Democratic presidential candidate Hillary Clinton and her party entered July with nearly $11 million more on hand than her Republican counterpart’s operations, a strong showing of fundraising as both campaigns dive into the general election.
Republican nominee Donald Trump also zeroed-out more than $47 million in personal loans he’s made to his own campaign since last year. Trump and the Republican Party, which officially selected Trump as its White House contender July 19, had $41 million cash on hand compared with Clinton and the Democrats’ $52 million.
New campaign finance reports released on July 20 reveal the state of the 2016 money race as candidates and their supportive groups turn their attention to the November election. Fundraising has historically been a key metric in a campaign’s financial health, with funds paying campaign staffers and pricey TV ads.
Despite being outraised by Clinton, Trump had more appeal among small donors. He raised more than $12.1 million from contributors giving $200 or less, since making his first-ever appeal for online contributions on June 21. That small-donor harvest was about double Clinton’s, despite Trump’s late start.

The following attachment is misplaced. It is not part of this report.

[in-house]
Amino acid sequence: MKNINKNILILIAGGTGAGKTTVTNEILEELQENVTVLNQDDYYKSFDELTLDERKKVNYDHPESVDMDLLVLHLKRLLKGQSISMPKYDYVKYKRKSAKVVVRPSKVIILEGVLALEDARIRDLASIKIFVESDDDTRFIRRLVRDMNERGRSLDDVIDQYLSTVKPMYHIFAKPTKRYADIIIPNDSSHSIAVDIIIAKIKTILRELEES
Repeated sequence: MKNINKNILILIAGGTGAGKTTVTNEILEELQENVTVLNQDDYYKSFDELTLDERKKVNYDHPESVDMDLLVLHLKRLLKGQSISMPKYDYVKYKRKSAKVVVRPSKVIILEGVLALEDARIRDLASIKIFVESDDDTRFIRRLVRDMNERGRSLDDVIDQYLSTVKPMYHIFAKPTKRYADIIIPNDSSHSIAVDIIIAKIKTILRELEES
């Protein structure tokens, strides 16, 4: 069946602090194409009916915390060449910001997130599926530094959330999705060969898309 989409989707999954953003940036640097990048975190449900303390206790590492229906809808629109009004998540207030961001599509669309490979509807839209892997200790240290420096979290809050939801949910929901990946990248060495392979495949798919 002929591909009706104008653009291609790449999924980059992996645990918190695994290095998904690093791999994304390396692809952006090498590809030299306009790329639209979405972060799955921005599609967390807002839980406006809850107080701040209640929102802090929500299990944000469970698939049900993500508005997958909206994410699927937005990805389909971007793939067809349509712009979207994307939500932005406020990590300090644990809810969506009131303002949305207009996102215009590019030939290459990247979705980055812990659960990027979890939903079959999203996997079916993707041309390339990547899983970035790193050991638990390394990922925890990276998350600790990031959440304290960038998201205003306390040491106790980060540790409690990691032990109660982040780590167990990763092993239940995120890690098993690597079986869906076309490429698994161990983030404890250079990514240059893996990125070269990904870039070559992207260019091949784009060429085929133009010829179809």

Trump’s haul comes after a disappointing May report, during which the billionaire’s campaign finished with only $1.3 million to spend. With Trump and Clinton now becoming the official nominees, they’ll be able to make use not only of their campaign funds but also much of the money raised by their respective parties.
On the GOP side, the Republican Party made up about half _ or roughly $21 million _ of the available cash on hand. For the Democrats, Clinton’s own fundraising accounted for most of the money left in the bank at the beginning of July. She had $44 million to spend.
Clinton is expected to be formally nominated next week at the Democratic National Convention in Philadelphia.
As with the 2012 election, “super” political action committees are adding to the financial might of both candidates. Outside political groups backing Clinton reported a money advantage over similar committees behind Trump.
Priorities USA, the main super PAC helping Clinton, had more than $40 million in the bank at the beginning of July after spending nearly $24 million last month, the bulk on advertising targeted at swing-state voters. It received $1 million each from the National Education Association teachers union and Working for Working Americans, the super PAC of the United Brotherhood of Carpenters and Joiners.